Last Updated: Feb 27, 2012
The capuchin monkey is commonly seen throughout Costa Rica. Also called white-faced monkeys, these small primates are widely recognized as the most intelligent New World monkey.
They are native to Central and South America and are frequently spotted in many of Costa Rica's national parks. Capuchins have small, slender bodies covered in brown or black fur. Their faces, necks and chests are typically a white or cream color, earning them the name mono cara blanca in Spanish, or white-faced monkey.
Capuchins are highly social animals and live in troops of 10 to 30 individuals. The average group has roughly 15 members led by a dominant male. They are arboreal creatures and seldom descend to the forest floor. The monkeys use chatters, shrieks and other sounds to communicate with one another. Capuchins are omnivores and eat everything from insects and invertebrates to flowers and fruit. They prefer their fruit ripened and will often smell, squeeze or bite it before consumption.
These primates have also been known to eat bird eggs, crabs and small lizards. They play an invaluable role in seed dispersal as they often discard fruit pits on the forest floor. Although they get moisture from fruit and animals, capuchins have been observed drinking water from tree holes and other sources.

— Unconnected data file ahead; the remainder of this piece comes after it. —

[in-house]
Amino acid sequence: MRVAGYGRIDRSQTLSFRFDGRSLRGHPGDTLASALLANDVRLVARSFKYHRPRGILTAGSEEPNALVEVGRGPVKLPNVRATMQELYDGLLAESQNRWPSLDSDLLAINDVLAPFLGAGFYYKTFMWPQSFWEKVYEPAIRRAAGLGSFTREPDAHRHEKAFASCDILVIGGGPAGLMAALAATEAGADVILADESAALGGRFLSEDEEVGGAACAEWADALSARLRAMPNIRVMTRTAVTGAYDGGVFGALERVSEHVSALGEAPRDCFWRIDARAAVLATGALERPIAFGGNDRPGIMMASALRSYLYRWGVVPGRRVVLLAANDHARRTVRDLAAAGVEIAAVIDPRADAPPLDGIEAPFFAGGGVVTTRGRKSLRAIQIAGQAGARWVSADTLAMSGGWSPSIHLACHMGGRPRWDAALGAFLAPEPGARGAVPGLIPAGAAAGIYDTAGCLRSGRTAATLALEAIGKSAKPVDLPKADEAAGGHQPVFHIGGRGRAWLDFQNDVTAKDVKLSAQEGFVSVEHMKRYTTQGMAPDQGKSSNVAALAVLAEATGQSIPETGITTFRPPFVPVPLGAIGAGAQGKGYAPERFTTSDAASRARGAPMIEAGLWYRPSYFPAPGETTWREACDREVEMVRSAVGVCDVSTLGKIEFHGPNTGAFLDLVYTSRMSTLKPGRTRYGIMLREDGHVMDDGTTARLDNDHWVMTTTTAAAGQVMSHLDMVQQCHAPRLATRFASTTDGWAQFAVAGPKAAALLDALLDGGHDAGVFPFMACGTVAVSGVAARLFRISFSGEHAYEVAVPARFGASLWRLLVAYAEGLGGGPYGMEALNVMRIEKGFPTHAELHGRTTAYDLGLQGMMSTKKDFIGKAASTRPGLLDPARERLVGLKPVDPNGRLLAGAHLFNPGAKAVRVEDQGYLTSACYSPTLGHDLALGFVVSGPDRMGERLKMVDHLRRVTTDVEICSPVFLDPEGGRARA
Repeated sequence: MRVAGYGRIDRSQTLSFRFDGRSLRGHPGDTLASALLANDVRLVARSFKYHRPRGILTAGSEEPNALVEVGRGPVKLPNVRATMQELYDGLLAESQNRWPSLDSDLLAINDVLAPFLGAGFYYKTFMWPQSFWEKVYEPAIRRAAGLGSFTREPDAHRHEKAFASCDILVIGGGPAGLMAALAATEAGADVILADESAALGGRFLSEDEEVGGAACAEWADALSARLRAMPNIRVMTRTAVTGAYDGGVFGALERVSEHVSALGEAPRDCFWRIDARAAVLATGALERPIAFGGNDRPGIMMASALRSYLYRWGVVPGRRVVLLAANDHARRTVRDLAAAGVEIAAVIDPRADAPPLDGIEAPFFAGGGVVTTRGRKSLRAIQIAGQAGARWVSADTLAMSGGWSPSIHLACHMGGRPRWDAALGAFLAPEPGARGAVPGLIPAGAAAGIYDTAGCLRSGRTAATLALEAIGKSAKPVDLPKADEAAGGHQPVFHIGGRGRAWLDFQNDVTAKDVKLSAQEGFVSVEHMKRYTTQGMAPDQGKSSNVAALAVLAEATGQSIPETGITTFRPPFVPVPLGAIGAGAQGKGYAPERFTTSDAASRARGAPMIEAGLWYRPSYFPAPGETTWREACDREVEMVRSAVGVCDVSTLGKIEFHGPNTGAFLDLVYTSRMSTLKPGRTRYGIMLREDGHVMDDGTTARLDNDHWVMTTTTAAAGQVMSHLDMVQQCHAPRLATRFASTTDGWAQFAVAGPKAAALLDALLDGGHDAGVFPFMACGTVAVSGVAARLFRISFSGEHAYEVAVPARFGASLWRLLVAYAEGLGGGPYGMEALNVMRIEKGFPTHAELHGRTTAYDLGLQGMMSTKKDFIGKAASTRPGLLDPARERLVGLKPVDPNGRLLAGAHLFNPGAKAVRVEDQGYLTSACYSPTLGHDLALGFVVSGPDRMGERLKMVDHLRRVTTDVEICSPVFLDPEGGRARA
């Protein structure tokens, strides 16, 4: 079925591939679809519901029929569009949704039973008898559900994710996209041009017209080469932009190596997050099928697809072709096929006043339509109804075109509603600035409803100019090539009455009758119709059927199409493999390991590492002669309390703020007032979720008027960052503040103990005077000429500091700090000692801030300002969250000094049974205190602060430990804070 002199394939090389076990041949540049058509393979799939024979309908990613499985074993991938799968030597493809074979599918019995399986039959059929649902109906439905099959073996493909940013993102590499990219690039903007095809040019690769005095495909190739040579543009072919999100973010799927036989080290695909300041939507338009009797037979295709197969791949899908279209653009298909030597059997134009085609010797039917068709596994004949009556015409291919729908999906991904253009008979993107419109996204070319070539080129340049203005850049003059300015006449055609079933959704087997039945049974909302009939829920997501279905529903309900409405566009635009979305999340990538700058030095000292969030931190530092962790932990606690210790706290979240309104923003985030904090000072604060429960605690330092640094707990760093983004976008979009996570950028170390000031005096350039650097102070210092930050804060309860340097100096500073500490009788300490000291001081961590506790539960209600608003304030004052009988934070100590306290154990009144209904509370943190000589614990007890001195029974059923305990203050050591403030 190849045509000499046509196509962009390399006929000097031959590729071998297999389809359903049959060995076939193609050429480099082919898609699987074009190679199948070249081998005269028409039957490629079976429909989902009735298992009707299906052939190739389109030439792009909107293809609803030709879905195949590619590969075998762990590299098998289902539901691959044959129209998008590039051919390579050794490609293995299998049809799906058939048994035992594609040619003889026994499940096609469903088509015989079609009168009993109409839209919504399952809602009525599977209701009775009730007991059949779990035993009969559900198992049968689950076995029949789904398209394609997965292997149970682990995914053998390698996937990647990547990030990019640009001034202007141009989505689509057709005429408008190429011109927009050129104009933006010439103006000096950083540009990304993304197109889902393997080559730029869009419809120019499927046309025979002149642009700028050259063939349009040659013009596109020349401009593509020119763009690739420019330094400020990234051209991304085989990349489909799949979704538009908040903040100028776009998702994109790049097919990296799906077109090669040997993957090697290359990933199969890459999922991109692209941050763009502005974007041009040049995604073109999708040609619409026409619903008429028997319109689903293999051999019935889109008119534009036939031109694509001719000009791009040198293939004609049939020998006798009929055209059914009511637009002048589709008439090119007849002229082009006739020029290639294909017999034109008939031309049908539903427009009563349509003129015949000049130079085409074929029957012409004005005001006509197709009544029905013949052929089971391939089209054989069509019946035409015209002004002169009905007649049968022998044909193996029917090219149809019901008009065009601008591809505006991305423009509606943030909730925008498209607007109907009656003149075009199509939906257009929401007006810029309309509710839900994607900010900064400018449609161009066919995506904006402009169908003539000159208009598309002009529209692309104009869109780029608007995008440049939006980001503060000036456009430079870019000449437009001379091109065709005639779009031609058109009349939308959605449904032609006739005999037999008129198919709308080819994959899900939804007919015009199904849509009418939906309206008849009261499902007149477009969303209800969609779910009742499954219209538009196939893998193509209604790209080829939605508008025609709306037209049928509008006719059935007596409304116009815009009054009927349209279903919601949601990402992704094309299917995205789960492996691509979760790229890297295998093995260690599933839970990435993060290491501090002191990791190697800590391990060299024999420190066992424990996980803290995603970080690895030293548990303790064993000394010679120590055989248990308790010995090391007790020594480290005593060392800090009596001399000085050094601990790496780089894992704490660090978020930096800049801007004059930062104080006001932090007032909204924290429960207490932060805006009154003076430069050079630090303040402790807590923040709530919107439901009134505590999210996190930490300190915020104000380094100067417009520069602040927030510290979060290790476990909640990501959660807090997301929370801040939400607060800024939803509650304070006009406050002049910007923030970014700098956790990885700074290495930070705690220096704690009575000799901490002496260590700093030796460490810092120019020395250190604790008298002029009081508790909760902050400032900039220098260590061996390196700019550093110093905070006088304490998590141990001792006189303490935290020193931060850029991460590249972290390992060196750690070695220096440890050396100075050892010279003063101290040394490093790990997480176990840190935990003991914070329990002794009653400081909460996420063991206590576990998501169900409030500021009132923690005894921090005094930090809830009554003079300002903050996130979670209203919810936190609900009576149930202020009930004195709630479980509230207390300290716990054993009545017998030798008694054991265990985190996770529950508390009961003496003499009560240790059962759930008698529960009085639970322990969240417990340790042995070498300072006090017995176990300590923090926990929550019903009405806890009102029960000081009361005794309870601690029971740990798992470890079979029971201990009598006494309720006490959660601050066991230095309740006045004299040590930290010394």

White-faced monkeys inhabit diverse areas and can thrive in high-altitude cloud forests as well as wet lowlands along the coast. They are also prevalent in both wet and tropical dry forests. Visitors can observe troops of capuchins in Santa Rosa National Park and the Cabo Blanco Reserve during the dry season. They are also regularly seen in Manuel Antonio National Park, the cloud forests of Monteverde and along the Osa Peninsula.
Capuchins spend most of their time in the treetops, peeling off bark in search of insects and other potential prey. They are very inquisitive animals and have been conditioned to being fed by humans in some of the more visited areas, such as Manuel Antonio National Park. This can lead to aggressive behavior as the monkeys become too dependant on humans for food.
Females mate with several males in the troop and give birth to one offspring every two years. Baby capuchins cling to their mothers’ backs for the first three months while they are still nursing. Infants are weaned by one year of age and reach sexual maturity when they are five to seven years old.
Status in the Wild:
In the wild, white-faced monkeys are preyed upon by boa constrictors, large raptors and jaguars. Their population in Costa Rica is currently considered healthy and stable. The biggest threat to the capuchin species is habitat destruction. With increased development, humans are slowly encroaching on their territory. However, many troops continue to prosper in the country’s numerous national parks.